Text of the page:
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See detailHow microbial community composition, sorption and simultaneous application of six pharmaceuticals affect their dissipation in soils
Kodesova, Radka; Chronakova, Alica; Grabicova, Katerina et al

in Science of the Total Environment (2020), 746

Pharmaceuticals may enter soils due to the application of treated wastewater or biosolids. Their leakage from soils towards the groundwater, and their uptake by plants is largely controlled by sorption ... [more ▼]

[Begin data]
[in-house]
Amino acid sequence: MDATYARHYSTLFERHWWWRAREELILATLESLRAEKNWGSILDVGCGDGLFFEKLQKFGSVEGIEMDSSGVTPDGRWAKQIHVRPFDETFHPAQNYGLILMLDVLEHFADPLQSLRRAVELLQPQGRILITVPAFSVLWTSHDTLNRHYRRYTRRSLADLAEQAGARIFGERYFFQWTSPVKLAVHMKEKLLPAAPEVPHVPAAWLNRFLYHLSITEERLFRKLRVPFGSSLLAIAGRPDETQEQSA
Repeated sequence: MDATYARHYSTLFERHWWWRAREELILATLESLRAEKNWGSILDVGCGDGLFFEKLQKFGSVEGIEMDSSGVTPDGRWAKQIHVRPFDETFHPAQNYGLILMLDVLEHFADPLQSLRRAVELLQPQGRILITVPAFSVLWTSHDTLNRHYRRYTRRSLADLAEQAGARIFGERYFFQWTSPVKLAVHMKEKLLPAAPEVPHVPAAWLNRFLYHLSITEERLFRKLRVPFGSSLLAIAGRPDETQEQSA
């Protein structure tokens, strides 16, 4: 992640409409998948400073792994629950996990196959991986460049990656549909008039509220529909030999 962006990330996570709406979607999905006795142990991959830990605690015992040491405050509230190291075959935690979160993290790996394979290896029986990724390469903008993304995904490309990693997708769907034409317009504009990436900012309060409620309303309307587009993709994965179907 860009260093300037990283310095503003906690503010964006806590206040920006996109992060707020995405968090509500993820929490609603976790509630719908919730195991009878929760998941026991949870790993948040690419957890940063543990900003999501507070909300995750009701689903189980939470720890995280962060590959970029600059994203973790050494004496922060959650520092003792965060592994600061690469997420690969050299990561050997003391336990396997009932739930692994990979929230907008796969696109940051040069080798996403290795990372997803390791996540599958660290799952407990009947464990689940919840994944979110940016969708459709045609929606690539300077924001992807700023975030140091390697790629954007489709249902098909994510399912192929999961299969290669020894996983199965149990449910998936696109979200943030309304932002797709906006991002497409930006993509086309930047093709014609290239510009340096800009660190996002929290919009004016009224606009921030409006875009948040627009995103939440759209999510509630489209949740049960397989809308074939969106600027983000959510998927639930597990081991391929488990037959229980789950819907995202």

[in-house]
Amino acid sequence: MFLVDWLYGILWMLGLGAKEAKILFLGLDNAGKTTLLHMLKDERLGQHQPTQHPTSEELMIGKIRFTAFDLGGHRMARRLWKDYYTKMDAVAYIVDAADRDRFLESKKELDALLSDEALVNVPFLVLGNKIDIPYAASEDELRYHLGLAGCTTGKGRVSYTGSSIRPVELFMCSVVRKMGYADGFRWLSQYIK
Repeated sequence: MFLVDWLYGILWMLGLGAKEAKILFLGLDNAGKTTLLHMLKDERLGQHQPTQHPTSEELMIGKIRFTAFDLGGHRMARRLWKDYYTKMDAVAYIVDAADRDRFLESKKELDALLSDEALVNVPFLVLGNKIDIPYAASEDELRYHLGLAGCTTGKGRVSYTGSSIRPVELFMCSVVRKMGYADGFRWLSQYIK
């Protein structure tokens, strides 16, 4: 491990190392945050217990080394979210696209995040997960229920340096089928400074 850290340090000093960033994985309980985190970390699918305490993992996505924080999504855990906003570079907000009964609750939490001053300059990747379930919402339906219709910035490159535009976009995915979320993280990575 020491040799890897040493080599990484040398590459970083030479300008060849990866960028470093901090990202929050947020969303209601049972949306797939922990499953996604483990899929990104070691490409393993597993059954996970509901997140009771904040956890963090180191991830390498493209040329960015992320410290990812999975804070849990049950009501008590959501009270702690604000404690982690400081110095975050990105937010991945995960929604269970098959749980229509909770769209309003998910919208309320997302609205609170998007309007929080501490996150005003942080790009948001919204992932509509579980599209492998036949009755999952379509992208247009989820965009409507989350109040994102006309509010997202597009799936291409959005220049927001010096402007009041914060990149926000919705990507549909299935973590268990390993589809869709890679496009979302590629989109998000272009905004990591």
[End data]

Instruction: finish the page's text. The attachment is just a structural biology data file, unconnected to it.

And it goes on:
Pharmaceuticals may enter soils due to the application of treated wastewater or biosolids. Their leakage from soils towards the groundwater, and their uptake by plants is largely controlled by sorption and degradation of those compounds in soils. Standard laboratory batch degradation and sorption experiments were performed using soil samples obtained from the top horizons of seven different soil types and 6 pharmaceuticals (carbamazepine, irbesartan, fexofenadine, clindamycin and sulfamethoxazole), which were applied either as single-solute solutions or as mixtures (not for sorption). The highest dissipation half-lives were observed for citalopram (average DT50,S for a single compound of 152 ± 53.5 days) followed by carbamazepine (106.0 ± 17.5 days), irbesartan (24.4 ± 3.5 days), fexofenadine (23.5 ± 20.9 days), clindamycin (10.8 ± 4.2 days) and sulfamethoxazole (9.6 ± 2.0 days). The simultaneous application of all compounds increased the half-lives (DT50,M) of all compounds (particularly carbamazepine, citalopram, fexofenadine and irbesartan), which is likely explained by the negative impact of antibiotics (sulfamethoxazole and clindamycin) on soil microbial community. However, this trend was not consistent in all soils. In several cases, the DT50,S values were even higher than the DT50,M values. Principal component analyses showed that while knowledge of basic soil properties determines grouping of soils according sorption behavior, knowledge of the microbial community structure could be used to group soils according to the dissipation behavior of tested compounds in these soils. The derived multiple linear regression models for estimating dissipation half-lives (DT50,S) for citalopram, clindamycin, fexofenadine, irbesartan and sulfamethoxazole always included at least one microbial factor (either amount of phosphorus in microbial biomass or microbial biomarkers derived from phospholipid fatty acids) that deceased half-lives (i.e., enhanced dissipations). Equations for citalopram, clindamycin, fexofenadine and sulfamethoxazole included the Freundlich sorption coefficient, which likely increased half-lives (i.e., prolonged dissipations). [less ▲]